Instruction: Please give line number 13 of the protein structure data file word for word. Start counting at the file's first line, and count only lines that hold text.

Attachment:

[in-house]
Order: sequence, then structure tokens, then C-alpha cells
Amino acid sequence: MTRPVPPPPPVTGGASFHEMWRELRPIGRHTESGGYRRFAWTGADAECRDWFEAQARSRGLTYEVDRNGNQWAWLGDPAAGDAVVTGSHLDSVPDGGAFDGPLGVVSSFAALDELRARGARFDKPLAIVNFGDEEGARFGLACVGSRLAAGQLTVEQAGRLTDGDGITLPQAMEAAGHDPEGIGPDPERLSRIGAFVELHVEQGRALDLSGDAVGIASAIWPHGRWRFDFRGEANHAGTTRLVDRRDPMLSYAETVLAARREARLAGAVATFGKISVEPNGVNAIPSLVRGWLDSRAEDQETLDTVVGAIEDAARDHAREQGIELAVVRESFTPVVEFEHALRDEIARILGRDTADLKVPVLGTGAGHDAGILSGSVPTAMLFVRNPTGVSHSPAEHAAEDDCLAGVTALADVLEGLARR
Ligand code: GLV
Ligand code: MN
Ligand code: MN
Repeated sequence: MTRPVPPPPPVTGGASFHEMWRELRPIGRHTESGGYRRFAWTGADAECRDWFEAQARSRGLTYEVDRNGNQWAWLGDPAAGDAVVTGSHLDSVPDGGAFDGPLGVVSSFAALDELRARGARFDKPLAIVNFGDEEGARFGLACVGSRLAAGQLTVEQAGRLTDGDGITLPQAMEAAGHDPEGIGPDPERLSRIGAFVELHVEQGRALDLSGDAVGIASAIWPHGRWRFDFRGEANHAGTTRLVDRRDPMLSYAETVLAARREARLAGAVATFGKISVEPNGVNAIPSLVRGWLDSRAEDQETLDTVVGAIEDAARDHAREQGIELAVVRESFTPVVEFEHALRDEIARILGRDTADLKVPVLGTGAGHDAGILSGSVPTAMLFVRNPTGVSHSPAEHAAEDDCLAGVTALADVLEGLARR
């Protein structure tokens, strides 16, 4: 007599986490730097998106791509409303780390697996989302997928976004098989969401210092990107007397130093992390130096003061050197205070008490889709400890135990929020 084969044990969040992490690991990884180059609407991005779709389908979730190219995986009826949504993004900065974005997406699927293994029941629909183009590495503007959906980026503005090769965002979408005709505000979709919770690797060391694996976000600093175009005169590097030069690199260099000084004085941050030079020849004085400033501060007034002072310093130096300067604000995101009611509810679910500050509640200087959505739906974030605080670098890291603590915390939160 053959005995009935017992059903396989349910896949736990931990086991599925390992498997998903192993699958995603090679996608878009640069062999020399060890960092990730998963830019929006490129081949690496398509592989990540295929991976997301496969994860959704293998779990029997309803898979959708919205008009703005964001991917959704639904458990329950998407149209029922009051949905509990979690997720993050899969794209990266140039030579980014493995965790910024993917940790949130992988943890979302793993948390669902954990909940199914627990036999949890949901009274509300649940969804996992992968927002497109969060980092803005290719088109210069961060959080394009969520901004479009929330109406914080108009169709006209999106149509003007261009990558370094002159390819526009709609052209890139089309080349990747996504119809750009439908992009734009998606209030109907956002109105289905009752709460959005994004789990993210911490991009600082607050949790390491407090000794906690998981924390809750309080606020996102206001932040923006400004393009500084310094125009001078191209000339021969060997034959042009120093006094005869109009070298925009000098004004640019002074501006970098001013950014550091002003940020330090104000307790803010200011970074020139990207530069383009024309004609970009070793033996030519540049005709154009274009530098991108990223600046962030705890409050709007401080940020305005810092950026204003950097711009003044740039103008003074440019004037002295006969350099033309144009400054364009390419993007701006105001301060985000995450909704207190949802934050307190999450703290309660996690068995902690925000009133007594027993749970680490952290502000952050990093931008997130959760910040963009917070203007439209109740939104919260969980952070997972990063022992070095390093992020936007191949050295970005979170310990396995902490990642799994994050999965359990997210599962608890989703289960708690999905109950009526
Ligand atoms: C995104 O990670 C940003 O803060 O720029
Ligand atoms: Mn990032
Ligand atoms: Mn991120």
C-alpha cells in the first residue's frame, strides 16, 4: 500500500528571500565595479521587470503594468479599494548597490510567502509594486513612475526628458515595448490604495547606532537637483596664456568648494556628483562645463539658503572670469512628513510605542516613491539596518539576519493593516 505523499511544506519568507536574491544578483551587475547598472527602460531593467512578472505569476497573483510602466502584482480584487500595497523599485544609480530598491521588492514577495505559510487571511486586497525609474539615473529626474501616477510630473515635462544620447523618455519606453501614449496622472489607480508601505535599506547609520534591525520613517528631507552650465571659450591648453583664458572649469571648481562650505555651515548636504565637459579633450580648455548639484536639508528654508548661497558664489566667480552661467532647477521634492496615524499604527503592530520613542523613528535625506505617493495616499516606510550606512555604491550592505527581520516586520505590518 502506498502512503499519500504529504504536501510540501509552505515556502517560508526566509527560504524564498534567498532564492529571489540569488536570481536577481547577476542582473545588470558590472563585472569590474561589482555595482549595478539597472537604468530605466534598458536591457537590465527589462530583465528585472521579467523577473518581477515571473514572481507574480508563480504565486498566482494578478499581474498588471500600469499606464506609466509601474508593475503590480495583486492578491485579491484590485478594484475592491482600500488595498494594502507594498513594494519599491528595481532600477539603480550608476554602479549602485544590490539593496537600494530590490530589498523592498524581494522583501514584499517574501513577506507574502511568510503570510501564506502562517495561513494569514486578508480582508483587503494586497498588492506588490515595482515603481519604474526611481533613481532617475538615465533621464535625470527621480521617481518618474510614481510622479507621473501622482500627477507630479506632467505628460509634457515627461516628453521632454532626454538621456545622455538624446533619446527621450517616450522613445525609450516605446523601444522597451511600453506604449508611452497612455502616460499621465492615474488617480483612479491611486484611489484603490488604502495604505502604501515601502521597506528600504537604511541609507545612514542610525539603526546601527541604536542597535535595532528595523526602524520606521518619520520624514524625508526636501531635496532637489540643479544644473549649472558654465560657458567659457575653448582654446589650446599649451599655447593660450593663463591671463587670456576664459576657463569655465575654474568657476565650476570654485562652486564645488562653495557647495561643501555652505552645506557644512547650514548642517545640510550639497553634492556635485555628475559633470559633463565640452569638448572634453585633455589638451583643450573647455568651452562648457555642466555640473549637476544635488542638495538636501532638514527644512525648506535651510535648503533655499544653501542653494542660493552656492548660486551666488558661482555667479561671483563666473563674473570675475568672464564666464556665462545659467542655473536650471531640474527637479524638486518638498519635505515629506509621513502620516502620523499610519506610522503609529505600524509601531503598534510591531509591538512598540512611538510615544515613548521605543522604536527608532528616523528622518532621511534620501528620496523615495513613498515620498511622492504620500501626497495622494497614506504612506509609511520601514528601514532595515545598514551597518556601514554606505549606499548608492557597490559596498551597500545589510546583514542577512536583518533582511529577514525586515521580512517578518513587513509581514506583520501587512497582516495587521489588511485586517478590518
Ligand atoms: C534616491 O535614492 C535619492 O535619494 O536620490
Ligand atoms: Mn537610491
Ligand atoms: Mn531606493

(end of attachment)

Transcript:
Ligand atoms: C534616491 O535614492 C535619492 O535619494 O536620490